1. Part One begins with a prologue depicting the Japanese boy’s final hours. How does this initial scene affect your reading of the novel? What conflicts does it establish regarding the narrator and his own road to adulthood?
2. Louis Belk’s first line in Chapter One is, “I’m a wanted man.” Discuss the irony in this choice of words. In what ways is he a fugitive? By whom is he “wanted?”
3. Louis chooses to stay with Ronnie through the night when he sees “no morphine” written on his chart, a reminder of the boy’s suffering as well. What are the politics of pain in The Cloud Atlas? How is Louis able to relieve his own pain?
4. The Alaskan landscape is in many ways a primary character. Do you see this landscape reflected in the emotional lives of its inhabitants?
5. How does Louis navigate sexuality? Do you view his celibacy as an indication of his strength or his fragility? What perpetuates the novel’s chain of unrequited love?
6. Discuss the narrative choices made by Liam Callanan in this novel. What is the effect of his use of the first person? How would you characterize Louis’ voice? In what way do the past and present mirror or enhance each other as The Cloud Atlas unfolds?
7. Do shaman and priest share much common ground in Louis’ world? Should they? Are the missionaries and military personnel in this corner of the globe for opposing reasons? Who are ultimately the novel’s most noble characters?
8. Various perspectives of an afterlife are offered through the characters in The Cloud Atlas. Which of these notions do you find to be the most plausible, and the most comforting?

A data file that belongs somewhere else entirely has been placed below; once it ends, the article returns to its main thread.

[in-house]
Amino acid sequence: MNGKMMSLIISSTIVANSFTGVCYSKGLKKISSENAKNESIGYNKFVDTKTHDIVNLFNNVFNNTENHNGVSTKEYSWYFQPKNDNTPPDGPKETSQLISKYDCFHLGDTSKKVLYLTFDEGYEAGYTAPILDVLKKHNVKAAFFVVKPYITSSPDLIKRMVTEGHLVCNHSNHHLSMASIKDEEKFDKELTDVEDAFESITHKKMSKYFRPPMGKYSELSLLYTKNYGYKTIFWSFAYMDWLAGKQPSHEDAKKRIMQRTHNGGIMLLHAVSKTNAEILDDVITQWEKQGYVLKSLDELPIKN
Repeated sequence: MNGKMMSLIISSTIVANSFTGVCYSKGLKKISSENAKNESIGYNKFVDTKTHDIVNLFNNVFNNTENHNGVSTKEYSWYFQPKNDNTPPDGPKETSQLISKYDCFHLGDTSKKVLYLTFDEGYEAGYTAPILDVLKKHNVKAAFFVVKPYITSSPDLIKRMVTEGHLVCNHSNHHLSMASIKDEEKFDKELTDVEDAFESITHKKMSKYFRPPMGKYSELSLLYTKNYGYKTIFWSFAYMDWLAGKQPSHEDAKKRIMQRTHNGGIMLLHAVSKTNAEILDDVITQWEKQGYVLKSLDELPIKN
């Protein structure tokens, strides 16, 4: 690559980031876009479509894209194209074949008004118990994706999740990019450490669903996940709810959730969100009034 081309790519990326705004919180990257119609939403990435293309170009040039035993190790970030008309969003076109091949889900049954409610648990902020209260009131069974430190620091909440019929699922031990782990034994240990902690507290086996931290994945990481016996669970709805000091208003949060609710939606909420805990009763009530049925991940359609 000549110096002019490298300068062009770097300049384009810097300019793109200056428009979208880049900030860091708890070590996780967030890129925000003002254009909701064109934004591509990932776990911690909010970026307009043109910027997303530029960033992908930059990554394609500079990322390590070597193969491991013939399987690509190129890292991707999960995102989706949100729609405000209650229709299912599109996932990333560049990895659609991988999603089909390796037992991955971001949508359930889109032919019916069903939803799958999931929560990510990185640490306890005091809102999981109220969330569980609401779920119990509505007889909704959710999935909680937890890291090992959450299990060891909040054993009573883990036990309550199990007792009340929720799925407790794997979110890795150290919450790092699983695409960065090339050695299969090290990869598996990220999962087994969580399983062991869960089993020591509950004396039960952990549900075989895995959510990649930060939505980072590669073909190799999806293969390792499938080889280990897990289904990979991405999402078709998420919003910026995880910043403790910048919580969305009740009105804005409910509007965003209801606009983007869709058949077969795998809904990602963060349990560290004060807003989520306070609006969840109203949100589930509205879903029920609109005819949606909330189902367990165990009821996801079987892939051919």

9. Who were Louis’ surrogate parents after he left the orphanage? Do you count Gurley among them? In what way do ancestry, class, and education level determine the status of the characters in this community?
10. The author undertook extensive research in creating The Cloud Atlas. What historical or geographic aspects of the novel were most surprising to you?
11. Rice paper plays a key role in the balloon-bomb strategy, and Gurley’s discovery of its durability has nearly fatal results. How does this duality–paper as deadly yet delicate–reflect other aspects of the Japanese plot?
12. Does Ronnie’s life story reflect Louis’ at all? Does fate or circumstance perpetuate their friendship?
13. What ties Louis to this locale? What mysteries are finally resolved for him in those closing three days? Has his relationship to religion been transformed in any way?
14. What is the effect of Louis’ merging memories in the novel’s final pages? How are birth and death portrayed?
15. What contemporary comparisons can you make to this chapter in World War II history? Who are today’s Sergeant Belks?